Categories: Sustainability



The EU countries have decided that the Union must be climate neutral by 2050. Until 2030, climate emissions and energy consumption must decrease, while the share of renewable energy and absorption of greenhouse gases must increase.

On January 1, 2018, the so-called reduction obligation was introduced in Sweden – seven parties in Sweden’s Parliament voted yes to increase the mixing of biofuels in diesel and gasoline – to 30.5% on diesel and 7.8% on gasoline. (Compared to the EU minimum level which is 6% for both diesel and petrol).

By 2022, Sweden had reduced its emissions within ESR – sectors such as transport and agriculture –  preliminarily by 35.7 percent since 2005, which is the largest reduction in the EU, see graph 1 below. It can also be compared with the EU average during the same period of a preliminary 14.8 percent reduction.

The reduction obligation is an important piece of the puzzle in the 2030 goal: “According to the stage goal for domestic transport (excl. domestic flights), emissions must be reduced by at least 70 percent by 2030 compared to 2010. Emissions have so far decreased by 34 percent compared to 2010 and in the future need to decrease by just under one million tonnes per year on average so that the 2030 target can be reached.”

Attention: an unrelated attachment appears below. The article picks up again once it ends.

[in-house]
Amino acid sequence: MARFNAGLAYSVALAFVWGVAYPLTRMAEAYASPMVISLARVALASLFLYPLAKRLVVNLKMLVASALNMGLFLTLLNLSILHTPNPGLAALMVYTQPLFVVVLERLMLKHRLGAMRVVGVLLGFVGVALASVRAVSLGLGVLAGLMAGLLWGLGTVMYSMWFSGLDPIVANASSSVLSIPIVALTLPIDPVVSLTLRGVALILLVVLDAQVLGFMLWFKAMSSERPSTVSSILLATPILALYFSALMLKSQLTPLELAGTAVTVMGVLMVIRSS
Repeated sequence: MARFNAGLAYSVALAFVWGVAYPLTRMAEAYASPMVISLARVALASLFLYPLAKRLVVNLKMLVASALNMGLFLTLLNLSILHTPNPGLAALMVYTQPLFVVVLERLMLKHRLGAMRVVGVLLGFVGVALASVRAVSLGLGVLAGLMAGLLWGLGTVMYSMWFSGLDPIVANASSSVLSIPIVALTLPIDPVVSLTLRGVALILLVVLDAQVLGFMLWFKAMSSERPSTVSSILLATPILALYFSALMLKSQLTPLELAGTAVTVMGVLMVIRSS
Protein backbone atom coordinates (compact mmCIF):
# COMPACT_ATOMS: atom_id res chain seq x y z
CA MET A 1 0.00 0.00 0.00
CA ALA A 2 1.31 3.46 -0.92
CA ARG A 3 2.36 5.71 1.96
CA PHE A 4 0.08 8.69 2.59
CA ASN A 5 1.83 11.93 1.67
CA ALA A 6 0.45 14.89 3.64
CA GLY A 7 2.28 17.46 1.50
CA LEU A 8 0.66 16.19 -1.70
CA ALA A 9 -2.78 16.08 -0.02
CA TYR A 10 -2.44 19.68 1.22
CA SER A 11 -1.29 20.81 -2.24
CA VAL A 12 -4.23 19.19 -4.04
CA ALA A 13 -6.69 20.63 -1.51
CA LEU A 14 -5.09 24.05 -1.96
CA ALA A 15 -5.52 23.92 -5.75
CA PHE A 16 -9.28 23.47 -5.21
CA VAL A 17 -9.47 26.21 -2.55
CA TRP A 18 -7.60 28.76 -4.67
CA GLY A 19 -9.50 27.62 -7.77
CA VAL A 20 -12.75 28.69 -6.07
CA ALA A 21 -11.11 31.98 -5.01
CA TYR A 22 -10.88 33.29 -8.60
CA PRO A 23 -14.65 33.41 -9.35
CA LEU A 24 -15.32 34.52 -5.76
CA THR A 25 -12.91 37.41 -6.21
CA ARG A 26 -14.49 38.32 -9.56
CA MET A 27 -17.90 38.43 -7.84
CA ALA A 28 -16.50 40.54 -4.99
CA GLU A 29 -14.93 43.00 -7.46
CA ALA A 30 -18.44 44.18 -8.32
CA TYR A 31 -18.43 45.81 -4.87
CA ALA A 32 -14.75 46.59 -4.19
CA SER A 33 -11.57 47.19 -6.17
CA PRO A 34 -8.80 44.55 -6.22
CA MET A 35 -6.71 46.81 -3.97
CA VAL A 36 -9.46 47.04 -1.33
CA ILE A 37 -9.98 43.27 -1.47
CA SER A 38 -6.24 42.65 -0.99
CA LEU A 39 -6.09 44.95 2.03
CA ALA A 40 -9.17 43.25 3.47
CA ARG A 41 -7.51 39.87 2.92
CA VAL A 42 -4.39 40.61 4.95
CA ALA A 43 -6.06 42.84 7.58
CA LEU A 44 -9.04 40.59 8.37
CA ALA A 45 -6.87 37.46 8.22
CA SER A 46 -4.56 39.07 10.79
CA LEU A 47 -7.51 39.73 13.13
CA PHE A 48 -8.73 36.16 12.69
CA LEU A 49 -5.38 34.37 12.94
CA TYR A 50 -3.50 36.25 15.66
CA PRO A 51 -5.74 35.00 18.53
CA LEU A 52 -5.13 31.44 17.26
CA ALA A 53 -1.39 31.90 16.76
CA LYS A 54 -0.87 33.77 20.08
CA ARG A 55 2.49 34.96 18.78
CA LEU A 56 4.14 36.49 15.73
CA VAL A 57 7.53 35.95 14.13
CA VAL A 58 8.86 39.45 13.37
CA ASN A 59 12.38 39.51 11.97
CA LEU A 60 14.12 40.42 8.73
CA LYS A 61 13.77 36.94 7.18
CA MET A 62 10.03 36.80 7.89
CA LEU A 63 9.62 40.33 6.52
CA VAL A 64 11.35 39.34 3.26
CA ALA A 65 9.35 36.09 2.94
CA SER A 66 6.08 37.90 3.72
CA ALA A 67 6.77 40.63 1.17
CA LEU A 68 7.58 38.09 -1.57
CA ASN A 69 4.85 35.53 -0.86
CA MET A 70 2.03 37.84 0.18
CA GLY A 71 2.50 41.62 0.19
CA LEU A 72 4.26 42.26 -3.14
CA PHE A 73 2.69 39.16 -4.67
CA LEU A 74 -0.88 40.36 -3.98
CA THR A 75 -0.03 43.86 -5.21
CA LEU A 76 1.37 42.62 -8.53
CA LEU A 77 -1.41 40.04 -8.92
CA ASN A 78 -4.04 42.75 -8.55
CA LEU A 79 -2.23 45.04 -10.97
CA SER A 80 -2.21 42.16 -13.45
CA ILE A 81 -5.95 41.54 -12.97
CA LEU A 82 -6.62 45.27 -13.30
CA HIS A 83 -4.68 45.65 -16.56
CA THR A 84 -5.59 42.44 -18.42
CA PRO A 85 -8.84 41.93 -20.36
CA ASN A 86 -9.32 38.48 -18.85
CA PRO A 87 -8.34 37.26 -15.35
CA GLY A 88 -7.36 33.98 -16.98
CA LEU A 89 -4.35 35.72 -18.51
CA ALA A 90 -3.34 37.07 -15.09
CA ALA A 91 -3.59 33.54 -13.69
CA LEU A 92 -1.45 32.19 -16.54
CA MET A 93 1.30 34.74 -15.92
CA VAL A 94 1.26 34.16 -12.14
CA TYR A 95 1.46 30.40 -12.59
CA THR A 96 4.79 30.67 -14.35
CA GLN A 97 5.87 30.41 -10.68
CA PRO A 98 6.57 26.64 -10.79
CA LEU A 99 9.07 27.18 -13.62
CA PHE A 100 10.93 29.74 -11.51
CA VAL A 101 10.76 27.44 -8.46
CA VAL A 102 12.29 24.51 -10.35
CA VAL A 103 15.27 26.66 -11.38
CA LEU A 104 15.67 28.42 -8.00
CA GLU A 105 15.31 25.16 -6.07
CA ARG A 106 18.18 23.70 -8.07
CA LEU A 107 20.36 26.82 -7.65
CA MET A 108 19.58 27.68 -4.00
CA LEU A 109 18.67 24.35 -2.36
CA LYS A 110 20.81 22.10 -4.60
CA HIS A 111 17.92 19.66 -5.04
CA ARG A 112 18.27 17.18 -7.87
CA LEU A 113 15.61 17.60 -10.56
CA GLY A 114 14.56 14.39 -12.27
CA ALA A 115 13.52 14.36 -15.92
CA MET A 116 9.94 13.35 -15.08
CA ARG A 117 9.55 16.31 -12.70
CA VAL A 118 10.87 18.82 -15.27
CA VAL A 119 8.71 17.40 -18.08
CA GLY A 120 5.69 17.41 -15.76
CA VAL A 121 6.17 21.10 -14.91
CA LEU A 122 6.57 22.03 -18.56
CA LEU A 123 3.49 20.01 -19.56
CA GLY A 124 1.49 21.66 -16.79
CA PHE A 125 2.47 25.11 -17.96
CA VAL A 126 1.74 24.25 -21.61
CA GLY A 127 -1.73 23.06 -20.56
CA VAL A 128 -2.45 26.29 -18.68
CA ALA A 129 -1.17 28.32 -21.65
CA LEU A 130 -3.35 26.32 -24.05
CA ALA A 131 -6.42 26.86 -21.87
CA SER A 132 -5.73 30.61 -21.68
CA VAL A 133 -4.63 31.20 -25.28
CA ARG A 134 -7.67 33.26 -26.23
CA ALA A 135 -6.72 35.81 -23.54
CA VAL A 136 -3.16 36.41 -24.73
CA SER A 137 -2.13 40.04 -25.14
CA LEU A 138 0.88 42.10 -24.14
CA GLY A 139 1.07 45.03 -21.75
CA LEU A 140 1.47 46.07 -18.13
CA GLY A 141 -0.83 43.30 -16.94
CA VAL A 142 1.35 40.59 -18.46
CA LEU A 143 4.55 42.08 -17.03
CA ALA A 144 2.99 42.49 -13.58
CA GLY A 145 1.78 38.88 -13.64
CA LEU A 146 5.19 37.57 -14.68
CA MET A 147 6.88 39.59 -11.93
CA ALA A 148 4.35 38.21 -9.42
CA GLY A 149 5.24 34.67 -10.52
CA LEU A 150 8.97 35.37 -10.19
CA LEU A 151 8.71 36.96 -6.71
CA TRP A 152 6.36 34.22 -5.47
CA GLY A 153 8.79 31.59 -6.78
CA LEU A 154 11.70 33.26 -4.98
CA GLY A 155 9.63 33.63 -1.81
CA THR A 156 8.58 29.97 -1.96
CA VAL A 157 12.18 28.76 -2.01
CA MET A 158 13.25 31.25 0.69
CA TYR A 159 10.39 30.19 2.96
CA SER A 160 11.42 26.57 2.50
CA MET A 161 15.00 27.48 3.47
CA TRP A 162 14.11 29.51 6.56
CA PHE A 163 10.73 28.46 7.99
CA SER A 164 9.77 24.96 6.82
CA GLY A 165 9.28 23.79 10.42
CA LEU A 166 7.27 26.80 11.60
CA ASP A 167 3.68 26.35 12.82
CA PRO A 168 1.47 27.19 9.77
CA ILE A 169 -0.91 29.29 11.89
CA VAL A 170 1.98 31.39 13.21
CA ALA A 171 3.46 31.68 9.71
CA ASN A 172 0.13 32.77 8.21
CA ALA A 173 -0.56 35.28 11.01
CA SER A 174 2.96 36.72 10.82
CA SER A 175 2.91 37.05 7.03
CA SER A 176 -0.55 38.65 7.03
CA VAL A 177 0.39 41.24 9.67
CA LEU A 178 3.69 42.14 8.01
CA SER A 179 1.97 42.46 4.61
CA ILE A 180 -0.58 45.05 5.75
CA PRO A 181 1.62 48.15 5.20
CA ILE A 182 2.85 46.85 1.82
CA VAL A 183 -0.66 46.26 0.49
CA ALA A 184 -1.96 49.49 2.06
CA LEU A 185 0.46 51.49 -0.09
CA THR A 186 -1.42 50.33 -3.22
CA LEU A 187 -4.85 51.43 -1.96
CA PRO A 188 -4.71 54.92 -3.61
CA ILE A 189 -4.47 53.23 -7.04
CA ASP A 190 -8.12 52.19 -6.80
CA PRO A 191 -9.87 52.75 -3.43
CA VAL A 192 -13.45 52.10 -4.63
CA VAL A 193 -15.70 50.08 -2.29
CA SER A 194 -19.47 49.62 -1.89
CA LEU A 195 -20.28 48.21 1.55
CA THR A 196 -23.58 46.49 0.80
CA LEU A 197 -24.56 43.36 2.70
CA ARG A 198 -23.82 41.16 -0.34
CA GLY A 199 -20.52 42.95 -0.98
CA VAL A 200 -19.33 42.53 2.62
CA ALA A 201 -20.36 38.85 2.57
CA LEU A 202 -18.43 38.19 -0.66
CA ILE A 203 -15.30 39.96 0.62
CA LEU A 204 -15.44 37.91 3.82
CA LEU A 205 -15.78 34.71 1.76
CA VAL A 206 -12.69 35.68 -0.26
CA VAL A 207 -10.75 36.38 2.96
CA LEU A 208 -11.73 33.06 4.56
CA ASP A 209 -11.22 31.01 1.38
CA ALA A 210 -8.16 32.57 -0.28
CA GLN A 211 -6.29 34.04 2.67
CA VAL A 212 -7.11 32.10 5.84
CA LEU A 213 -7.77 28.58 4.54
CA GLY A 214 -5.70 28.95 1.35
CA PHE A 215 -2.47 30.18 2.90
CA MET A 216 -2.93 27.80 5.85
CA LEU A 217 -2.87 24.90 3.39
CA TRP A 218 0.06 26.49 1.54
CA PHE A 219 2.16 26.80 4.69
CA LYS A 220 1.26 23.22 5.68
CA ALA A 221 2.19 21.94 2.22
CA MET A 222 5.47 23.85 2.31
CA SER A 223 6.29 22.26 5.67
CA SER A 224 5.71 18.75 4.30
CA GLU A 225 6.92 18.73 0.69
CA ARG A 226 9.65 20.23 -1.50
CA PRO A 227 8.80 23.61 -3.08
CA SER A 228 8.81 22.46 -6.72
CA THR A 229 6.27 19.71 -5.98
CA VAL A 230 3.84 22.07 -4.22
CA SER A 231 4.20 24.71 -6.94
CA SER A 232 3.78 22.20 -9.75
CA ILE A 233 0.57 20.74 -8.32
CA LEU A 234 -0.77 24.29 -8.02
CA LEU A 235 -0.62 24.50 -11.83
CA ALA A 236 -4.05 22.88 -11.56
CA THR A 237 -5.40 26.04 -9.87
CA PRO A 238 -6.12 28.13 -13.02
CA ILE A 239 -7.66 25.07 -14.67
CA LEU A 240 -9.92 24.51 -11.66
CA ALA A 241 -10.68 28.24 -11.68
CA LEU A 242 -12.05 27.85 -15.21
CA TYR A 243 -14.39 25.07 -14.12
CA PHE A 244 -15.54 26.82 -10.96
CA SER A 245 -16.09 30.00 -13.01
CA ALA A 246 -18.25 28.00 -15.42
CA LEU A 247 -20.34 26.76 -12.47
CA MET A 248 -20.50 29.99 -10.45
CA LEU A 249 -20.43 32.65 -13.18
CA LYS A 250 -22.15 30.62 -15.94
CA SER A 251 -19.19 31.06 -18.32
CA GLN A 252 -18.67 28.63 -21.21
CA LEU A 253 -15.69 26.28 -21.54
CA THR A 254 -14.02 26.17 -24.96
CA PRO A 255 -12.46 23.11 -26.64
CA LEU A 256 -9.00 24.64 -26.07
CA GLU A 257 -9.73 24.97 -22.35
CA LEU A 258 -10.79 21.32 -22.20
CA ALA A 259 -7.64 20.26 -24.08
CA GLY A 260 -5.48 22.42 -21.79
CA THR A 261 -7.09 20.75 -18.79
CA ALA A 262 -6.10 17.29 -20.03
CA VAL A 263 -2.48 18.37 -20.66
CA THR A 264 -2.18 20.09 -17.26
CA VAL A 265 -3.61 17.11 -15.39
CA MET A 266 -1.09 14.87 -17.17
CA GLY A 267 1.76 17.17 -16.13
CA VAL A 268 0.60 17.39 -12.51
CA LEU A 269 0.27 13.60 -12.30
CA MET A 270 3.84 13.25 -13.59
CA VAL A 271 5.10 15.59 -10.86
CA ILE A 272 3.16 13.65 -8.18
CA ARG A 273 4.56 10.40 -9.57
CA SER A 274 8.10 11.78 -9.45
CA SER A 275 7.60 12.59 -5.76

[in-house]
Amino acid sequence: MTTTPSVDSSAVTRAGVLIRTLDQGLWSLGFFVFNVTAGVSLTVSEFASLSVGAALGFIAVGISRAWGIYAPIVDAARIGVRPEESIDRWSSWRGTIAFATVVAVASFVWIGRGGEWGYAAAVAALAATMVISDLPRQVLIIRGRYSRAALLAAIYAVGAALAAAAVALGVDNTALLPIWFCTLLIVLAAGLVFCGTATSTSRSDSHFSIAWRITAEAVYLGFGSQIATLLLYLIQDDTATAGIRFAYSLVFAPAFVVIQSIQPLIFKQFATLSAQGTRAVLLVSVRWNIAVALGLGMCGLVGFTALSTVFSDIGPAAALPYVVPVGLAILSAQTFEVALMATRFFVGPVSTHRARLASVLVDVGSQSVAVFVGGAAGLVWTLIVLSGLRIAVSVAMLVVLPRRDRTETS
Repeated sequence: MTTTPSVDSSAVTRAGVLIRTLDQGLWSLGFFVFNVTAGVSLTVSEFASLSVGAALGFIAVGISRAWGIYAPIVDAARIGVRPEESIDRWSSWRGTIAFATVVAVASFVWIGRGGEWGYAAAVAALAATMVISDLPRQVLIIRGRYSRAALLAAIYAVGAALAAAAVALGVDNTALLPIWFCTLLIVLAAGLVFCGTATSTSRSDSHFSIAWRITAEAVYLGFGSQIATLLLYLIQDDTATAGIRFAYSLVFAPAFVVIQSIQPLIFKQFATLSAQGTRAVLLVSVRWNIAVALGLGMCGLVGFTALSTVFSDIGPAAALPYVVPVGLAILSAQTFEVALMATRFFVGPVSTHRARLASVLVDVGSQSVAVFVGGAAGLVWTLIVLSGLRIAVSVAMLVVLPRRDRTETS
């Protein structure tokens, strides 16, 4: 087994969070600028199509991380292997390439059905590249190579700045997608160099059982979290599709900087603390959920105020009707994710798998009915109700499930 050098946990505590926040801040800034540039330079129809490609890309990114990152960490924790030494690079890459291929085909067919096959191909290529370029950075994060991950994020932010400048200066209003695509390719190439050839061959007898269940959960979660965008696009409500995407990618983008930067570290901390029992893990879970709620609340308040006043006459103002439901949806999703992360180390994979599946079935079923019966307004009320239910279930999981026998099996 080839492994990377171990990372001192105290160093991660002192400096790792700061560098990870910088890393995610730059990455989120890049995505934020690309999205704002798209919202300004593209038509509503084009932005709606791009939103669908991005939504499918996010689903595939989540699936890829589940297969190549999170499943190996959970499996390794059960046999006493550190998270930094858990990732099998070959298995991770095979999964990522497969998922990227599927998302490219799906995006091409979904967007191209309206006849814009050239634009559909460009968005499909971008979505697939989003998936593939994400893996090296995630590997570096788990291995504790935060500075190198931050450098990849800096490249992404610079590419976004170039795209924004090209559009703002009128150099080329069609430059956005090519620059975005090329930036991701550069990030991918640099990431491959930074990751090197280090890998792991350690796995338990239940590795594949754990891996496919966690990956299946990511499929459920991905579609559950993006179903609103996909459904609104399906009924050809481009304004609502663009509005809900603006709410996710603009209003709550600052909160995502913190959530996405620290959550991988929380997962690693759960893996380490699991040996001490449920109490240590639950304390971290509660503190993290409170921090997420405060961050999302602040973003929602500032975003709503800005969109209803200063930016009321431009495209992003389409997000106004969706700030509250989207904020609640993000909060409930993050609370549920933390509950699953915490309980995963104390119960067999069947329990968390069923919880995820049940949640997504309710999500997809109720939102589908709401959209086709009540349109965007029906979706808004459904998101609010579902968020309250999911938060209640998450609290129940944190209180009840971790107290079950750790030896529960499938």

The Swedish government has announced a new policy that increases greenhouse gas emissions and states that Sweden’s ESR target 2030 “Not achieved”.

Large investments have been made to produce biofuels in Sweden, from e.g. waste and residues. Those actors are now demanding longer-term rules of the game and policy instruments from politics. When the reduction obligation is lowered at the turn of the year, the increase in emissions will be 5 million tonnes a year. At the same time, Sweden is becoming more dependent on fossil-based fuel from other parts of the world. There is a risk that the price will go up when demand increases, and then the price will not be lower – as the idea was – but risk increasing.

Source: Europaportalen and others